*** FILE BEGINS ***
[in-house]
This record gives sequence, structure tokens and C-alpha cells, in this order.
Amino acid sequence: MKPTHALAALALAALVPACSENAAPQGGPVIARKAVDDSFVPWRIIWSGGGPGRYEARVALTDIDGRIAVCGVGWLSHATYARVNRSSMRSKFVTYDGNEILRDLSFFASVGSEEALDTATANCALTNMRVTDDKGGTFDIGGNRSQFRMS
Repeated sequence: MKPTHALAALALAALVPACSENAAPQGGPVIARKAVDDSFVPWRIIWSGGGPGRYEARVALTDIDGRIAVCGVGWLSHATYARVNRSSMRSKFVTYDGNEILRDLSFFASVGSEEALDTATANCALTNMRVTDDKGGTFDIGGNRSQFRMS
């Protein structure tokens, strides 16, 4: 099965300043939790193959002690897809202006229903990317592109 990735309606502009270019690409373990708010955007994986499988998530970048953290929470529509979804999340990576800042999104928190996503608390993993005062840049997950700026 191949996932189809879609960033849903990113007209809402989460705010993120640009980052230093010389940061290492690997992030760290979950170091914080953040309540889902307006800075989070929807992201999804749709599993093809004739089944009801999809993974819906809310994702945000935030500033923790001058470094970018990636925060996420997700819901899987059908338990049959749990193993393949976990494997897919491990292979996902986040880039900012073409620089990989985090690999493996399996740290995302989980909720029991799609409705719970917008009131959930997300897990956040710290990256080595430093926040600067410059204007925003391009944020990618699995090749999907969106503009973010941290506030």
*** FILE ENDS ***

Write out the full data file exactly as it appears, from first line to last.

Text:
[in-house]
This record gives sequence, structure tokens and C-alpha cells, in this order.
Amino acid sequence: MKPTHALAALALAALVPACSENAAPQGGPVIARKAVDDSFVPWRIIWSGGGPGRYEARVALTDIDGRIAVCGVGWLSHATYARVNRSSMRSKFVTYDGNEILRDLSFFASVGSEEALDTATANCALTNMRVTDDKGGTFDIGGNRSQFRMS
Repeated sequence: MKPTHALAALALAALVPACSENAAPQGGPVIARKAVDDSFVPWRIIWSGGGPGRYEARVALTDIDGRIAVCGVGWLSHATYARVNRSSMRSKFVTYDGNEILRDLSFFASVGSEEALDTATANCALTNMRVTDDKGGTFDIGGNRSQFRMS
């Protein structure tokens, strides 16, 4: 099965300043939790193959002690897809202006229903990317592109 990735309606502009270019690409373990708010955007994986499988998530970048953290929470529509979804999340990576800042999104928190996503608390993993005062840049997950700026 191949996932189809879609960033849903990113007209809402989460705010993120640009980052230093010389940061290492690997992030760290979950170091914080953040309540889902307006800075989070929807992201999804749709599993093809004739089944009801999809993974819906809310994702945000935030500033923790001058470094970018990636925060996420997700819901899987059908338990049959749990193993393949976990494997897919491990292979996902986040880039900012073409620089990989985090690999493996399996740290995302989980909720029991799609409705719970917008009131959930997300897990956040710290990256080595430093926040600067410059204007925003391009944020990618699995090749999907969106503009973010941290506030």